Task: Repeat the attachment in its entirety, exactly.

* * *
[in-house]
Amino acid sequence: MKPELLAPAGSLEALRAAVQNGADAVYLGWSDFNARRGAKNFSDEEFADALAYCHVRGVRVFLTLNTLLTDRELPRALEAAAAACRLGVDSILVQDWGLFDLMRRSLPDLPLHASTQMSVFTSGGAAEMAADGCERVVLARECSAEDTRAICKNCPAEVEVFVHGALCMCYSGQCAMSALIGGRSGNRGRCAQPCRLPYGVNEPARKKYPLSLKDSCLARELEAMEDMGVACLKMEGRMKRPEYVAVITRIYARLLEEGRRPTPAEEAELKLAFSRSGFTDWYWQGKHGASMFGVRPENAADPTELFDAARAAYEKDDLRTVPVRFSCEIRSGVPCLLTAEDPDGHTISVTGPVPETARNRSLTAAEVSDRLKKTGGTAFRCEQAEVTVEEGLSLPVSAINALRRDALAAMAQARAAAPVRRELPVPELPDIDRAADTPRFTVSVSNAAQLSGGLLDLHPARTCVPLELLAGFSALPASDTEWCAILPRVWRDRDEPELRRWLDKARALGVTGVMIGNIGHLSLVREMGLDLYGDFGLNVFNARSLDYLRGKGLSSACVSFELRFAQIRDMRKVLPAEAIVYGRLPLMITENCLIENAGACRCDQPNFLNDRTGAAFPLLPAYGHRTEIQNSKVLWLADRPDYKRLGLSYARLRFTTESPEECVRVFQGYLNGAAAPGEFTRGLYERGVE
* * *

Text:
[in-house]
Amino acid sequence: MKPELLAPAGSLEALRAAVQNGADAVYLGWSDFNARRGAKNFSDEEFADALAYCHVRGVRVFLTLNTLLTDRELPRALEAAAAACRLGVDSILVQDWGLFDLMRRSLPDLPLHASTQMSVFTSGGAAEMAADGCERVVLARECSAEDTRAICKNCPAEVEVFVHGALCMCYSGQCAMSALIGGRSGNRGRCAQPCRLPYGVNEPARKKYPLSLKDSCLARELEAMEDMGVACLKMEGRMKRPEYVAVITRIYARLLEEGRRPTPAEEAELKLAFSRSGFTDWYWQGKHGASMFGVRPENAADPTELFDAARAAYEKDDLRTVPVRFSCEIRSGVPCLLTAEDPDGHTISVTGPVPETARNRSLTAAEVSDRLKKTGGTAFRCEQAEVTVEEGLSLPVSAINALRRDALAAMAQARAAAPVRRELPVPELPDIDRAADTPRFTVSVSNAAQLSGGLLDLHPARTCVPLELLAGFSALPASDTEWCAILPRVWRDRDEPELRRWLDKARALGVTGVMIGNIGHLSLVREMGLDLYGDFGLNVFNARSLDYLRGKGLSSACVSFELRFAQIRDMRKVLPAEAIVYGRLPLMITENCLIENAGACRCDQPNFLNDRTGAAFPLLPAYGHRTEIQNSKVLWLADRPDYKRLGLSYARLRFTTESPEECVRVFQGYLNGAAAPGEFTRGLYERGVE